When we hear horrendous stories about cops who shoot unarmed people, we rightfully are upset at the core corruption of our (in?) justice system.
That there is a very real disparity between the number of blacks and other people of color who are disproportionately injured by our societal sins makes the concern all the more relevant.
For me, it always prompts the same question: Why can’t we allow all our cops to be heroes?
If we began with the premise — hey, it’s already there on the side of some of their cars — that police officers are here to “protect and serve”, there is every reason to demand that if you enter that profession, you are training to become a hero.
A hero is happier than a grouchy pig
If we considered police work to be about heroic action rather than threat to certain communities, and general distrust in general, the problem of lethal injustice would eventually go away.
Racism does society no favors, and no one wants an authoritarian to be, or feel, like a “pig.” I do not think cops want to be considered pigs, and I don’t think our communities want to see them that way.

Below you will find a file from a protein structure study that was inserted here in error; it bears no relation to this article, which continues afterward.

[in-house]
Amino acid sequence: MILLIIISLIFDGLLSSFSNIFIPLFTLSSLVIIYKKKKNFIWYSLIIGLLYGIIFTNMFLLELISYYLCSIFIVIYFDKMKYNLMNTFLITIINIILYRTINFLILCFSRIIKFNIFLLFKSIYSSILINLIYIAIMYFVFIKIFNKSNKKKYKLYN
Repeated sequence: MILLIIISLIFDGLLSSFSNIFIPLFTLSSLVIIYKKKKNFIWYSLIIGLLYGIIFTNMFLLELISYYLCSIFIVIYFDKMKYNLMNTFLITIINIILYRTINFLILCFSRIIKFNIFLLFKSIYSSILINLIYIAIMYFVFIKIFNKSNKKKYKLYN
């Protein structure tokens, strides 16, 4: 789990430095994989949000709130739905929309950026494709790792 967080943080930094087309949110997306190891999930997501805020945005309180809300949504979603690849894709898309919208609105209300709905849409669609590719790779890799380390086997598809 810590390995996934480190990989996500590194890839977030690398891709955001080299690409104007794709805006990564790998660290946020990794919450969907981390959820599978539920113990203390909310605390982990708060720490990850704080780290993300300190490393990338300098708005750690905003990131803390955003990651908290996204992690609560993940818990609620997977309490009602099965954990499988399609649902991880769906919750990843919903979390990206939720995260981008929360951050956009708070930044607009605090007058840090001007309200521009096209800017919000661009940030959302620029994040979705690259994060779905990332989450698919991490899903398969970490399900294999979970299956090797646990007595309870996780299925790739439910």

Having disproportionate “policing” and downright corruption when it comes to certain criminals (some would say people of color who happen to be orange) who get away with crime, breeds conflict for everyone.
Arizona Sheriff Joe Arpaio who was found guilty of racial profiling and was determined to have allowed jail facilities which were unconstitutional. When powerful, alleged orange criminals go on to pardon other criminals such as Sheriff Joe Arpaio, this also does no favors for police services and officers who are much better off when perceived as heroes. This is just one of the more prominent examples out there.